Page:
Two students killed during a bus crash late last week are being remembered as enthusiastic learners who were generous and good to the people in their lives.

Emma Machado and John Geerdes, both 18, died Friday when their bus careened off an embankment on a remote logging road and landed upside down.

The University of Victoria students were among 45 peers and two teaching assistants at the time of the crash. The group was heading to the Bamfield Marine Science Centre, located in a small community on Vancouver Island surrounded by Crown Land, First Nations land and parts of the Pacific Rim National Park.

The crash occurred on a stretch of road between Bamfield, B.C., and Port Alberni.

Machado was from Winnipeg, and although she'd only lived in Victoria less than two weeks at the time of her death, her family said she'd fallen in love with the B.C. capital.

She'd visited Vancouver Island in the spring to check out the University of Victoria campus, and immediately decided it was where she wanted to move.

She and her mother moved her things on Sept. 1. The 18-year-old died just 12 days later.

Machado's family said she was the youngest of her siblings. She was fun to be around and her parents told CTV News Vancouver Island they never felt like they had to worry about her. 

She was thrilled to be part of the biology program at the science centre, they said. She was excited about the field trip.

Her mother, Ethel MacIntosh, said the family planned to be in Victoria Tuesday to collect her things and bring Machado's body home.

"We miss her. We just want her here with us," MacIntosh said in an interview with CTV News Winnipeg Monday

Her family remembers her as outgoing, assertive, generous and talented. She played drums and guitar, had tattoos and loved life.

She wanted to be a marine biologist.

"We had a lot of plans," her sister Samantha said.

John Geerdes was also eager to go on the trip, a friend from UVic said.

In a post on social media, Darcy Smith wrote that he'd known the young man from Iowa City, Iowa, for just a short time, but that they'd become fast friends.

"He was someone that was so easy to sit and banter with, and we talked about more serious things like our goals for the future," Smith wrote.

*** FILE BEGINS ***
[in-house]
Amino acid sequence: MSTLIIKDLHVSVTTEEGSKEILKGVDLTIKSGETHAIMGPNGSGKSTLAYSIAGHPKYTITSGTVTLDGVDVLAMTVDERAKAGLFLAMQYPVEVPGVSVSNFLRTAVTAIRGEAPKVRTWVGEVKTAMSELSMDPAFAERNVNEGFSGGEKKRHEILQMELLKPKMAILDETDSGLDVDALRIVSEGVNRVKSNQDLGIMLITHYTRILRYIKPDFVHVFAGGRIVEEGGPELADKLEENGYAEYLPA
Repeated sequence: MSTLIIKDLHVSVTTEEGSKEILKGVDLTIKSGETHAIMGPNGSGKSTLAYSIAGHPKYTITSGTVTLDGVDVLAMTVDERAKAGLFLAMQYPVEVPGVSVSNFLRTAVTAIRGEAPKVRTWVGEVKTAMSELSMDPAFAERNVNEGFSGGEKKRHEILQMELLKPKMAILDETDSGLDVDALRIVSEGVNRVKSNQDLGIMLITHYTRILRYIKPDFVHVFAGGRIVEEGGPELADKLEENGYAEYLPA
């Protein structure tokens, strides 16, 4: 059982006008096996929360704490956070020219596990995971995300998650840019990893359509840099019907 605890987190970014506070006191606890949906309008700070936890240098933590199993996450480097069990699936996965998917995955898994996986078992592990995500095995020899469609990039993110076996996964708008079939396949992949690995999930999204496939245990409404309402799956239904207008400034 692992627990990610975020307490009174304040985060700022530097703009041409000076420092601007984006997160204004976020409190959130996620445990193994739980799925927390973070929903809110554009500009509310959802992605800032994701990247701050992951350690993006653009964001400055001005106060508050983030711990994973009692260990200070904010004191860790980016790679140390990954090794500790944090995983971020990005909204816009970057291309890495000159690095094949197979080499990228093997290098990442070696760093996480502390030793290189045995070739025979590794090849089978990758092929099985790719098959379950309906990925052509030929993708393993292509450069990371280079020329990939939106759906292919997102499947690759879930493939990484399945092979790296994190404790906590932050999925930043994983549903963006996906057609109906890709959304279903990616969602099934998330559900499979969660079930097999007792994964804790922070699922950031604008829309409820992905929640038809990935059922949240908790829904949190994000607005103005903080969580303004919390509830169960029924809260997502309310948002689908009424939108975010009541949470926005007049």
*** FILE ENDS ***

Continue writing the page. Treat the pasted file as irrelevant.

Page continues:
Geerdes woke up at 6 a.m. the day students were able to sign up for the science centre trip just to make sure he got a spot, Smith said.

"What I will always be grateful for is that I gave John a hug before he left."

Those who knew him in Iowa wrote online that the community is feeling the loss of their friend and family member.

Jose Michel Fajardo wrote in a Facebook post on a page for a soccer team Geerdes had been on that the teen had graduated just a few months ago, and was a good friend and a good human.

"A leader, for everyone. A hard worker, like no other. A never give up person, showing others the way to succeed," Fajardo wrote.

He said the young man was beloved by students and staff at his high school, and was a kind and talented person.

"Thank you for (being) the best and for letting me be part of your life," he posted.

Cause of crash still under investigation

Authorities are still looking into exactly what went wrong the night that Geerdes and Machado died and several other students were injured.

The bus involved was a 2001 Prevost XL2, which had been recently inspected and passed all regulatory requirements, Wilson Transportation said.

It was equipped with seatbelts, and the driver was experienced, the company said.

Alcohol has been ruled out as a factor, but little else is known about the incident.

Another vehicle had been in the area at the time, the RCMP said Monday, and the driver remained at the scene, providing assistance.

It is not yet known whether that driver played any role in the crash.

As part of its investigation, police are analyzing more than 40 witness statements. Port Alberni's mayor said Transport Canada is also investigating the crash.

Those who use the privately road frequently told CTV News it's been in need of repairs for years.

B.C. Transportation Minister Claire Trevena said Monday she's heard concerns from a local MLA and a nearby First Nation, and that ministry officials have been looking into the issue to determine whether improvements could be made.

"The situation is complex as this is a private, industrial road, operated and maintained by private companies for active forestry operations," she said in an emailed statement.

With files from CTV News Vancouver Island and CTV News Winnipeg